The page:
Your horse has sustained trauma resulting in a generalized injury. Rupture of small vessels in tissues causes bruising, which is blood from tiny vessels that leaked into the space under the skin. Traumatic injury, inflammation of blood vessel walls, and clotting problems can all cause bruising.
Once the vessels have stopped bleeding, inflammatory cells begin to clean up the red blood cells and digest their contents. The color changes (greenish and yellowish) seen over time represent the breakdown of the blood pigment hemoglobin. Since most horses have dark skin, we are not always able to see this process taking place. We usually notice a contusion as swelling in an area.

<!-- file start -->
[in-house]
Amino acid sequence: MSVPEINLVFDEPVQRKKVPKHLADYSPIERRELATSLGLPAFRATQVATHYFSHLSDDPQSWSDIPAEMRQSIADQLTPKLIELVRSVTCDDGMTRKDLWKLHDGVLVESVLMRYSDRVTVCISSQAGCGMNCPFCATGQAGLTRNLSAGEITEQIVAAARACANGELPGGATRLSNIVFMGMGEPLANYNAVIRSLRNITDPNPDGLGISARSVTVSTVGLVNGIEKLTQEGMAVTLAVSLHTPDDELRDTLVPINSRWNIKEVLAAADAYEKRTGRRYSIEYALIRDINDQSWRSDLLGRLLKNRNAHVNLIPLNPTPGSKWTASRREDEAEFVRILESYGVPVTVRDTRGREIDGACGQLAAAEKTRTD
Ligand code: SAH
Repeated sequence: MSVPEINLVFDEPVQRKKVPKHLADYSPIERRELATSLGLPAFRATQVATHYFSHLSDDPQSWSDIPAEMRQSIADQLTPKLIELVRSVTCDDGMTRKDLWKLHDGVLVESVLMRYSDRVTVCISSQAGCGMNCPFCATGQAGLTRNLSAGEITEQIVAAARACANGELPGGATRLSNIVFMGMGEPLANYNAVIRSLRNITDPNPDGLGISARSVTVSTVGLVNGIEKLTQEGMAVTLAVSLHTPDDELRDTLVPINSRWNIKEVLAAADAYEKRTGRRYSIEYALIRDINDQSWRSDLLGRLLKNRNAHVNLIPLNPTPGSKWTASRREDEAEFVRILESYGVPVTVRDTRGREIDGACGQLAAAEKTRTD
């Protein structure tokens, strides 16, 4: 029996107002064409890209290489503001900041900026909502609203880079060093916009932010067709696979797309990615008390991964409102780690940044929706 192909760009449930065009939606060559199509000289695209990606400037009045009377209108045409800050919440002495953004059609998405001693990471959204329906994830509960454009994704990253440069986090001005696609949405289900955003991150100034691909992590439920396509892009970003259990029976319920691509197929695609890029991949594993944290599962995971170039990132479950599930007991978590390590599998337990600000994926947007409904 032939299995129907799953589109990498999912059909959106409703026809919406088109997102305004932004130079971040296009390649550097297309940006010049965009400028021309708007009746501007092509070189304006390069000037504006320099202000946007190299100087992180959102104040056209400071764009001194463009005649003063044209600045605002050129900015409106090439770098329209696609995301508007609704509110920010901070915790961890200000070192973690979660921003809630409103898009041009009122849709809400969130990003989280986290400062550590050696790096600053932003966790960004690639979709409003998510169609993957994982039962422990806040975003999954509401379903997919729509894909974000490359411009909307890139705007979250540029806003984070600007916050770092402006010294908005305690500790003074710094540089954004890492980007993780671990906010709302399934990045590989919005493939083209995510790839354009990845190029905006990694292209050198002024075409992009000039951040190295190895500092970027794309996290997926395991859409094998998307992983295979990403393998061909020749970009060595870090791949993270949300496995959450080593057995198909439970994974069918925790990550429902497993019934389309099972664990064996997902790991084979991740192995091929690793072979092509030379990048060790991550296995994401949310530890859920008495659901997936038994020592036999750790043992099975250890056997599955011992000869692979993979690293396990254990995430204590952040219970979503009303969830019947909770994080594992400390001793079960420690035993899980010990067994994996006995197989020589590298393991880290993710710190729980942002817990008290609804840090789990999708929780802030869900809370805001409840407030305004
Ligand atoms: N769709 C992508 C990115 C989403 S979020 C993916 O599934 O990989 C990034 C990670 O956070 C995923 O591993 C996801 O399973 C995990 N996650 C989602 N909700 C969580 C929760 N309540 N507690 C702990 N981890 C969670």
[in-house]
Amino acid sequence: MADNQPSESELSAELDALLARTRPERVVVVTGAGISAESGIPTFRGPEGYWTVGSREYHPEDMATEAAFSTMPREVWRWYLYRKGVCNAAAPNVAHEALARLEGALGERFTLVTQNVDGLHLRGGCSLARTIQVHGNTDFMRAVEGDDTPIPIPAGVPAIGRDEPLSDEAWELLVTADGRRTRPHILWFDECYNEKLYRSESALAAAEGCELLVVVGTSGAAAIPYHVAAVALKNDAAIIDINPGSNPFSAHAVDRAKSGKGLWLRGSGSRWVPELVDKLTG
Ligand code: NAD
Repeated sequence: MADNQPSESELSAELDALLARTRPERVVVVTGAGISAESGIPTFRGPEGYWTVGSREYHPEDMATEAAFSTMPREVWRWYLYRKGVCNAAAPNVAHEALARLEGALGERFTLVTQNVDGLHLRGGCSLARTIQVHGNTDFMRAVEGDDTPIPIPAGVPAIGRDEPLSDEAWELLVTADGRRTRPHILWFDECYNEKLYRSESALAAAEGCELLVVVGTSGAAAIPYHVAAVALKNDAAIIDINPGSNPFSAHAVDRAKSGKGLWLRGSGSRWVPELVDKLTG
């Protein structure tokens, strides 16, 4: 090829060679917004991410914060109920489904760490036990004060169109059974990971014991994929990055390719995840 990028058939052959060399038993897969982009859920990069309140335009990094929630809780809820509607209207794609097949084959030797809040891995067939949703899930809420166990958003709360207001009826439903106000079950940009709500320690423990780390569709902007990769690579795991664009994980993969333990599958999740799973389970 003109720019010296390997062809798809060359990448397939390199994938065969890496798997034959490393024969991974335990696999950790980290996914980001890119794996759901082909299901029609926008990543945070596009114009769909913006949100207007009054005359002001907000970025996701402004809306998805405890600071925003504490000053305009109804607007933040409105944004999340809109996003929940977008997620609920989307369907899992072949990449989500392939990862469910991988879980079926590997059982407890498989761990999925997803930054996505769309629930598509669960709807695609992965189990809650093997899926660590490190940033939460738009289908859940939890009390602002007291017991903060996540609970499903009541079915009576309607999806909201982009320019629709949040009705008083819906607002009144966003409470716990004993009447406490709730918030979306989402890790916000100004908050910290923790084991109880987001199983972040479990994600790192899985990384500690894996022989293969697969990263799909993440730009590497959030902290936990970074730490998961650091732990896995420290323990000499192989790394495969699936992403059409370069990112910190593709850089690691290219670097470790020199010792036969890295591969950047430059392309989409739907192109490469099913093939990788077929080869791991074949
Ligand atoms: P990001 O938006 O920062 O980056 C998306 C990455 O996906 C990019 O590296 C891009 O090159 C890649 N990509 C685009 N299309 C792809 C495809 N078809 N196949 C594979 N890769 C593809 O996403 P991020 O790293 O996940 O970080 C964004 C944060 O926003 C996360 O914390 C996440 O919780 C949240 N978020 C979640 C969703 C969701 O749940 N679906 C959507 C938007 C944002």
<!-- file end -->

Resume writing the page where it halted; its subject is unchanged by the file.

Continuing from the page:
When the cause of an injury is not known, trauma is a common fallback diagnosis for pain, swelling, and lameness. In horses, trauma often results from impacts from other horses or collisions with stationary objects. This impact causes swelling and inflammation, it breaks blood vessels and allows leaking of serum and blood into an area. In addition, it may directly damages specific anatomic structures within the affected area. Trauma is considered as a cause for disease whenever appropriate.
Other Diagnoses Considered
Treatments May Include
Prognosis & Relevant Factors
The determining factors with any injury is the presence or absence of injury to critical structures.
Prognosis depends on the severity of trauma, the tissues traumatized and their ability to heal, and how soon appropriate treatment is provided.
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